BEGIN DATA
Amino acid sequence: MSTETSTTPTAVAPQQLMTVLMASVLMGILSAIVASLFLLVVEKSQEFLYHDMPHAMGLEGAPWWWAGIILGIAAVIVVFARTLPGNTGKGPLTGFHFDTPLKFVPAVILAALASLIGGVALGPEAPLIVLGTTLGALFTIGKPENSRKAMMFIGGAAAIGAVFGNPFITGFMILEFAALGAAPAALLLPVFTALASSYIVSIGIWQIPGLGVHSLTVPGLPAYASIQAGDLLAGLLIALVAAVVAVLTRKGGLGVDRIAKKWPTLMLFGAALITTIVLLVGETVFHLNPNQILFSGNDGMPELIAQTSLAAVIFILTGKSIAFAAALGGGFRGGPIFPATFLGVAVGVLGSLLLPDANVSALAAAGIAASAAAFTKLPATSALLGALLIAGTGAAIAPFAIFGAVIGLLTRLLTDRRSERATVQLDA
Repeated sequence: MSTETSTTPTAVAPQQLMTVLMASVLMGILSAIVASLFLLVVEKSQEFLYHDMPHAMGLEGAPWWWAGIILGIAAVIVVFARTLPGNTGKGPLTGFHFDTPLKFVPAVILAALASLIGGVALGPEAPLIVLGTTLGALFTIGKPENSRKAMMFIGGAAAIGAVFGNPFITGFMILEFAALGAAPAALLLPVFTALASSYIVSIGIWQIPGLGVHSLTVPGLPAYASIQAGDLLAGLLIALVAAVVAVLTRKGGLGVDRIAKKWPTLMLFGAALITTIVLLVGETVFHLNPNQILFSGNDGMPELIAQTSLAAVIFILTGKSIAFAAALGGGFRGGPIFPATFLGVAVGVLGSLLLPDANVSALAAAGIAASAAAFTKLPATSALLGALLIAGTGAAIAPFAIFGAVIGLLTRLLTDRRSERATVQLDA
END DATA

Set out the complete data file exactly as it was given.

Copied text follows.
Amino acid sequence: MSTETSTTPTAVAPQQLMTVLMASVLMGILSAIVASLFLLVVEKSQEFLYHDMPHAMGLEGAPWWWAGIILGIAAVIVVFARTLPGNTGKGPLTGFHFDTPLKFVPAVILAALASLIGGVALGPEAPLIVLGTTLGALFTIGKPENSRKAMMFIGGAAAIGAVFGNPFITGFMILEFAALGAAPAALLLPVFTALASSYIVSIGIWQIPGLGVHSLTVPGLPAYASIQAGDLLAGLLIALVAAVVAVLTRKGGLGVDRIAKKWPTLMLFGAALITTIVLLVGETVFHLNPNQILFSGNDGMPELIAQTSLAAVIFILTGKSIAFAAALGGGFRGGPIFPATFLGVAVGVLGSLLLPDANVSALAAAGIAASAAAFTKLPATSALLGALLIAGTGAAIAPFAIFGAVIGLLTRLLTDRRSERATVQLDA
Repeated sequence: MSTETSTTPTAVAPQQLMTVLMASVLMGILSAIVASLFLLVVEKSQEFLYHDMPHAMGLEGAPWWWAGIILGIAAVIVVFARTLPGNTGKGPLTGFHFDTPLKFVPAVILAALASLIGGVALGPEAPLIVLGTTLGALFTIGKPENSRKAMMFIGGAAAIGAVFGNPFITGFMILEFAALGAAPAALLLPVFTALASSYIVSIGIWQIPGLGVHSLTVPGLPAYASIQAGDLLAGLLIALVAAVVAVLTRKGGLGVDRIAKKWPTLMLFGAALITTIVLLVGETVFHLNPNQILFSGNDGMPELIAQTSLAAVIFILTGKSIAFAAALGGGFRGGPIFPATFLGVAVGVLGSLLLPDANVSALAAAGIAASAAAFTKLPATSALLGALLIAGTGAAIAPFAIFGAVIGLLTRLLTDRRSERATVQLDA